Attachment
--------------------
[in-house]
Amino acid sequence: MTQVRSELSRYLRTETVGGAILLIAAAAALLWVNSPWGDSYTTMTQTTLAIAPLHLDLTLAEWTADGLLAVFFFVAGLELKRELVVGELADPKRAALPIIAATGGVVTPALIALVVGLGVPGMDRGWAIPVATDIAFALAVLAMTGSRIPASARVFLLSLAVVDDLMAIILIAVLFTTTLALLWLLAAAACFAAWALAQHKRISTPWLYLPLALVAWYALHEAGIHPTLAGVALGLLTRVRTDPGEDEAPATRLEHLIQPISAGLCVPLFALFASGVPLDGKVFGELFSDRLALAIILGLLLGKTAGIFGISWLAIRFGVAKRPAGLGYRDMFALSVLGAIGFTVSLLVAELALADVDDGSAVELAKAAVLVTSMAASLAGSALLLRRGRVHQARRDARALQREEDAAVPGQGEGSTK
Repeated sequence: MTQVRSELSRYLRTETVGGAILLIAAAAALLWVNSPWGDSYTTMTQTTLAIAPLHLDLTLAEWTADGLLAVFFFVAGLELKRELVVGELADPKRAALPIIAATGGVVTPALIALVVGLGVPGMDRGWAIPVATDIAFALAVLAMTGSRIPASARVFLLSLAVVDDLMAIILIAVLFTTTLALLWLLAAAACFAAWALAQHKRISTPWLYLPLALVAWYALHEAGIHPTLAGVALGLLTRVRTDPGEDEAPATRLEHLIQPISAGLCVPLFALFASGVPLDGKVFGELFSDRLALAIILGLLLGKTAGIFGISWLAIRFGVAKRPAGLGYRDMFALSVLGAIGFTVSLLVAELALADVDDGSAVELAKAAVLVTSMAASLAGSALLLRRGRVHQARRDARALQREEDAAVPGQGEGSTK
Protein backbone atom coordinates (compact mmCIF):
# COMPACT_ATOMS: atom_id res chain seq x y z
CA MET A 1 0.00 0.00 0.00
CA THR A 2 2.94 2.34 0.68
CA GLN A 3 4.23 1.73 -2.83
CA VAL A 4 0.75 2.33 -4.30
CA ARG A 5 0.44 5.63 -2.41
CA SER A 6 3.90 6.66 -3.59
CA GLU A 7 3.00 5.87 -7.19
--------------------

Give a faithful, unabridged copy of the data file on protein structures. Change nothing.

[in-house]
Amino acid sequence: MTQVRSELSRYLRTETVGGAILLIAAAAALLWVNSPWGDSYTTMTQTTLAIAPLHLDLTLAEWTADGLLAVFFFVAGLELKRELVVGELADPKRAALPIIAATGGVVTPALIALVVGLGVPGMDRGWAIPVATDIAFALAVLAMTGSRIPASARVFLLSLAVVDDLMAIILIAVLFTTTLALLWLLAAAACFAAWALAQHKRISTPWLYLPLALVAWYALHEAGIHPTLAGVALGLLTRVRTDPGEDEAPATRLEHLIQPISAGLCVPLFALFASGVPLDGKVFGELFSDRLALAIILGLLLGKTAGIFGISWLAIRFGVAKRPAGLGYRDMFALSVLGAIGFTVSLLVAELALADVDDGSAVELAKAAVLVTSMAASLAGSALLLRRGRVHQARRDARALQREEDAAVPGQGEGSTK
Repeated sequence: MTQVRSELSRYLRTETVGGAILLIAAAAALLWVNSPWGDSYTTMTQTTLAIAPLHLDLTLAEWTADGLLAVFFFVAGLELKRELVVGELADPKRAALPIIAATGGVVTPALIALVVGLGVPGMDRGWAIPVATDIAFALAVLAMTGSRIPASARVFLLSLAVVDDLMAIILIAVLFTTTLALLWLLAAAACFAAWALAQHKRISTPWLYLPLALVAWYALHEAGIHPTLAGVALGLLTRVRTDPGEDEAPATRLEHLIQPISAGLCVPLFALFASGVPLDGKVFGELFSDRLALAIILGLLLGKTAGIFGISWLAIRFGVAKRPAGLGYRDMFALSVLGAIGFTVSLLVAELALADVDDGSAVELAKAAVLVTSMAASLAGSALLLRRGRVHQARRDARALQREEDAAVPGQGEGSTK
Protein backbone atom coordinates (compact mmCIF):
# COMPACT_ATOMS: atom_id res chain seq x y z
CA MET A 1 0.00 0.00 0.00
CA THR A 2 2.94 2.34 0.68
CA GLN A 3 4.23 1.73 -2.83
CA VAL A 4 0.75 2.33 -4.30
CA ARG A 5 0.44 5.63 -2.41
CA SER A 6 3.90 6.66 -3.59
CA GLU A 7 3.00 5.87 -7.19